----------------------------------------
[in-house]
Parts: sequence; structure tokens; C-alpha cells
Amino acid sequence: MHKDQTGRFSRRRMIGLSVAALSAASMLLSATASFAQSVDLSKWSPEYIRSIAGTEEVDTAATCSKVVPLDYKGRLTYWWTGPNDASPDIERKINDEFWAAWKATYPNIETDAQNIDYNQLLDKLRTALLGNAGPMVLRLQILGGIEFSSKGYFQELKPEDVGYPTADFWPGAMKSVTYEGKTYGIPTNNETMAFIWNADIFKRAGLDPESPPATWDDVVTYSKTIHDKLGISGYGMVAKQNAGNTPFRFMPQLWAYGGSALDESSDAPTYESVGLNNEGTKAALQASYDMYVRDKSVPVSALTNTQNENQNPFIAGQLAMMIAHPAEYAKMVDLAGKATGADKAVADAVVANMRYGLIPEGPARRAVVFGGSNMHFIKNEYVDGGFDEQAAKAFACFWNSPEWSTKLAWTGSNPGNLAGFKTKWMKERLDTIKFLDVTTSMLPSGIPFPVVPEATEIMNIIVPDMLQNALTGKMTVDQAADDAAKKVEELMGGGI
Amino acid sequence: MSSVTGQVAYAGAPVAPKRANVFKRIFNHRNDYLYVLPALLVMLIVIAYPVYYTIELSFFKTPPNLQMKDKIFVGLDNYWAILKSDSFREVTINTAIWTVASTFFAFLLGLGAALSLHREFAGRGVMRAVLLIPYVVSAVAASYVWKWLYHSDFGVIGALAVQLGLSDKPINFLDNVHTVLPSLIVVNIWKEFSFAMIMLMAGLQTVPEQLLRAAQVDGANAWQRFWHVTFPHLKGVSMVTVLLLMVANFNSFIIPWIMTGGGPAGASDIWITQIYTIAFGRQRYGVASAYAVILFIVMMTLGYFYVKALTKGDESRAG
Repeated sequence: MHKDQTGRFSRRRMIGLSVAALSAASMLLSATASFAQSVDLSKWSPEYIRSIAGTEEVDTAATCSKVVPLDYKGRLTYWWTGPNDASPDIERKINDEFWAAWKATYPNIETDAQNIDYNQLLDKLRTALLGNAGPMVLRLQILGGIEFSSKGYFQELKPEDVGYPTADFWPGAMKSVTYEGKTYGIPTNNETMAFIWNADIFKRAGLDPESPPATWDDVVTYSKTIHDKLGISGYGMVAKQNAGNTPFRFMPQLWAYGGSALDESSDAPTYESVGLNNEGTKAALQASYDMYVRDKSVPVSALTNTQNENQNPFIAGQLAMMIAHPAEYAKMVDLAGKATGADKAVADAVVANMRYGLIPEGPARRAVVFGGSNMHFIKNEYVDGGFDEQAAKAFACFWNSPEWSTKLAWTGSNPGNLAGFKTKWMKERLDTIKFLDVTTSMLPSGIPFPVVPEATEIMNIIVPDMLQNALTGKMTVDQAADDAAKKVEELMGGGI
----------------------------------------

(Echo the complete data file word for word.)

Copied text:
[in-house]
Parts: sequence; structure tokens; C-alpha cells
Amino acid sequence: MHKDQTGRFSRRRMIGLSVAALSAASMLLSATASFAQSVDLSKWSPEYIRSIAGTEEVDTAATCSKVVPLDYKGRLTYWWTGPNDASPDIERKINDEFWAAWKATYPNIETDAQNIDYNQLLDKLRTALLGNAGPMVLRLQILGGIEFSSKGYFQELKPEDVGYPTADFWPGAMKSVTYEGKTYGIPTNNETMAFIWNADIFKRAGLDPESPPATWDDVVTYSKTIHDKLGISGYGMVAKQNAGNTPFRFMPQLWAYGGSALDESSDAPTYESVGLNNEGTKAALQASYDMYVRDKSVPVSALTNTQNENQNPFIAGQLAMMIAHPAEYAKMVDLAGKATGADKAVADAVVANMRYGLIPEGPARRAVVFGGSNMHFIKNEYVDGGFDEQAAKAFACFWNSPEWSTKLAWTGSNPGNLAGFKTKWMKERLDTIKFLDVTTSMLPSGIPFPVVPEATEIMNIIVPDMLQNALTGKMTVDQAADDAAKKVEELMGGGI
Amino acid sequence: MSSVTGQVAYAGAPVAPKRANVFKRIFNHRNDYLYVLPALLVMLIVIAYPVYYTIELSFFKTPPNLQMKDKIFVGLDNYWAILKSDSFREVTINTAIWTVASTFFAFLLGLGAALSLHREFAGRGVMRAVLLIPYVVSAVAASYVWKWLYHSDFGVIGALAVQLGLSDKPINFLDNVHTVLPSLIVVNIWKEFSFAMIMLMAGLQTVPEQLLRAAQVDGANAWQRFWHVTFPHLKGVSMVTVLLLMVANFNSFIIPWIMTGGGPAGASDIWITQIYTIAFGRQRYGVASAYAVILFIVMMTLGYFYVKALTKGDESRAG
Repeated sequence: MHKDQTGRFSRRRMIGLSVAALSAASMLLSATASFAQSVDLSKWSPEYIRSIAGTEEVDTAATCSKVVPLDYKGRLTYWWTGPNDASPDIERKINDEFWAAWKATYPNIETDAQNIDYNQLLDKLRTALLGNAGPMVLRLQILGGIEFSSKGYFQELKPEDVGYPTADFWPGAMKSVTYEGKTYGIPTNNETMAFIWNADIFKRAGLDPESPPATWDDVVTYSKTIHDKLGISGYGMVAKQNAGNTPFRFMPQLWAYGGSALDESSDAPTYESVGLNNEGTKAALQASYDMYVRDKSVPVSALTNTQNENQNPFIAGQLAMMIAHPAEYAKMVDLAGKATGADKAVADAVVANMRYGLIPEGPARRAVVFGGSNMHFIKNEYVDGGFDEQAAKAFACFWNSPEWSTKLAWTGSNPGNLAGFKTKWMKERLDTIKFLDVTTSMLPSGIPFPVVPEATEIMNIIVPDMLQNALTGKMTVDQAADDAAKKVEELMGGGI